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Dipesh Chakrabarty

The Anthropocene?: Some Rifts in Contemporary Thinking on Climate Change

Wednesday, October 2, 2013, 5:00-7:00pm

Chicago Center for Contemporary Theory, Wilder House

The Comparative Politics Workshop and the Chicago Center for Contemporary Theory (3CT) invite you to a workshop discussion by Dipesh Chakrabarty, University of Chicago:

Chakrabarty is the Lawrence A. Kimpton Distinguished Service Professor in History and Department of South Asian Languages and Civilizations at the University of Chicago. He is also a Faculty Fellow at the Chicago Center for Contemporary Theory (3CT), where he is PI for 3CT’s  Climate Change Project. Chakrabarty’s research is currently focused on three areas: he is in the process of completing a book on the history of “historical truth” in colonial India; he is working on two long-term projects: one on democracy and political thought in South Asia and the other on a cultural history of Muslim-Bengali nationalism; and he also working on a book-project concerning the implications of the science of climate change for historical and political thinking.

3CT’s Climate Change Project seeks to put debates about climate change in conversation with discussions of contemporary history in order to understand how an increasing sense of the environment’s vulnerability works to modify the stories scholars tell about the beginnings and trajectories of human civilizations. It is devoted to exploring differences between views of human history advanced in debates on climate justice rather than adjudicating scientific claims. Among the questions posed by the project’s interlocutors are the following: How has the discourse on climate change served to re-conceptualize humans as a geological force, and how has this idea qualified humanist histories of modernity and globalization? Is climate change to be explained as simply another instance of the selfishness of developed countries, or does it counsel a much longer term view of the human species? How do global histories of capital intersect with the species history of human beings? What are the implications of this intersection for new modes of historical understanding in the present, and how might understanding the interrelations between these various global processes inform local contexts of political action (such as political mobilizations around environmental change)? What can contemporary debates about both climate change and history tell us about human collectivity and cosmology, as well as the vexed, ever-ongoing search for a political universalism that includes the particular?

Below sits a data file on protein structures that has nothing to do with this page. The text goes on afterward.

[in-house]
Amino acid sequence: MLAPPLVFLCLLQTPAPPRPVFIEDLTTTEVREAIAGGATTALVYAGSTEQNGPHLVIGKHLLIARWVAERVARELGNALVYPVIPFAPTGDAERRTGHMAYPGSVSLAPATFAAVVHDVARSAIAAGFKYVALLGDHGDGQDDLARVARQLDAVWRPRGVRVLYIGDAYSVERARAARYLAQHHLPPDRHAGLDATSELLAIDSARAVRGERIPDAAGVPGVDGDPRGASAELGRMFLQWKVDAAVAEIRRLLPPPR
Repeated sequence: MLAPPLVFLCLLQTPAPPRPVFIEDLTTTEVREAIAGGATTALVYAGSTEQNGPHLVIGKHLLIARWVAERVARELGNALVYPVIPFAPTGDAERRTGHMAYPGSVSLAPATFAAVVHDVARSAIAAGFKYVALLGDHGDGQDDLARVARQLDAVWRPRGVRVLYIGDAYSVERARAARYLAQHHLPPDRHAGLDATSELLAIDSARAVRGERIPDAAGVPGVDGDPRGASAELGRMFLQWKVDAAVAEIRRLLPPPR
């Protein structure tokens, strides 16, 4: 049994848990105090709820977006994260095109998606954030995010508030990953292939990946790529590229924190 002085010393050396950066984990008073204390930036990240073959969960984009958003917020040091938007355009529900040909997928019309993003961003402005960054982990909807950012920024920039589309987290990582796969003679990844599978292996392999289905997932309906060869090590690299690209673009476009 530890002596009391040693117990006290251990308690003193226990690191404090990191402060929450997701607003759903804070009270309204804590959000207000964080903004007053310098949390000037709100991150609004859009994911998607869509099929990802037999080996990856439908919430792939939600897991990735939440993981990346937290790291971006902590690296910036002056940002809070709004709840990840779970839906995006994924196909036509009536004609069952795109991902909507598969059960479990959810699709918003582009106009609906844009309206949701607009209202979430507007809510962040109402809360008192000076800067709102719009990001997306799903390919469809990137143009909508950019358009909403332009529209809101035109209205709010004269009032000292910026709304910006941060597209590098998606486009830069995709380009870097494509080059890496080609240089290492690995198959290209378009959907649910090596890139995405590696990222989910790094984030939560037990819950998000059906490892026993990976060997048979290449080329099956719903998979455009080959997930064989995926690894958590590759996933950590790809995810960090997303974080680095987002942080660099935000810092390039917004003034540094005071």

For an introduction to Chakrabarty’s approach to these issues, please see “The Climate of History: Four Theses,” Critical Inquiry, Winter 2009, pp. 197-222.  A video lecture by Prof. Chakrabarty on the topic of the Anthropocene is also available here.